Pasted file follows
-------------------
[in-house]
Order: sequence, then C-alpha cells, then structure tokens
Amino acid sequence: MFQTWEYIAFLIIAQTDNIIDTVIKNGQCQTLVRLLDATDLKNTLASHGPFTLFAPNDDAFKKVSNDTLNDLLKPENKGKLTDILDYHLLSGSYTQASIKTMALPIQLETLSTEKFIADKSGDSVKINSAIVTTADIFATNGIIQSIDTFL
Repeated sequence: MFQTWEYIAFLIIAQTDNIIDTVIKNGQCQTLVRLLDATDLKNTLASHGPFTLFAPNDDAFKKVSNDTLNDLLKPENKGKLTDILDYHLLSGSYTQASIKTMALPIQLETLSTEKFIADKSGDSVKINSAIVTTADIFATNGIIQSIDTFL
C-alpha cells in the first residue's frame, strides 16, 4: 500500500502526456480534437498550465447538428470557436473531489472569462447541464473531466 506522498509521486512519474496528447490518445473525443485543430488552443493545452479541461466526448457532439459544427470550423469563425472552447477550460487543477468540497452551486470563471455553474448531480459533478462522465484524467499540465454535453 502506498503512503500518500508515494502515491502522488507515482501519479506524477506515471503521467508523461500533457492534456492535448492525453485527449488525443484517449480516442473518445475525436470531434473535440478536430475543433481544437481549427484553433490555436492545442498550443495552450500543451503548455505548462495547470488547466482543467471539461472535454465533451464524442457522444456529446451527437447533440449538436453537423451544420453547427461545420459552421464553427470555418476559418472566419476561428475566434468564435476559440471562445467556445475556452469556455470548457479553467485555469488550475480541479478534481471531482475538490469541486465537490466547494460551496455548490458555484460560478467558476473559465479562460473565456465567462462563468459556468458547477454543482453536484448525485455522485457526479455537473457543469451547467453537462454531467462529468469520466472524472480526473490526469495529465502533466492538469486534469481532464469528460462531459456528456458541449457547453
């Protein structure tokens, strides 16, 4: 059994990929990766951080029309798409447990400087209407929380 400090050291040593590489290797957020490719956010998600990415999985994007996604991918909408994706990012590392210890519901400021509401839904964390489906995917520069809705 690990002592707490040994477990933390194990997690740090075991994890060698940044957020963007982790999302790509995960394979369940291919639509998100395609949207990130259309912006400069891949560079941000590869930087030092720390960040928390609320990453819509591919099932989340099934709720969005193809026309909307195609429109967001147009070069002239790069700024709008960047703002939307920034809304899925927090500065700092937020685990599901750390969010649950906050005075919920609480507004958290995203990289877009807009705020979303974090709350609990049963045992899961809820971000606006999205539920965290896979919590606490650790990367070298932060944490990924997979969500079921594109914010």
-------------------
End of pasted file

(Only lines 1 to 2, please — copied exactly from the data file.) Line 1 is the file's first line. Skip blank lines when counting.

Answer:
[in-house]
Order: sequence, then C-alpha cells, then structure tokens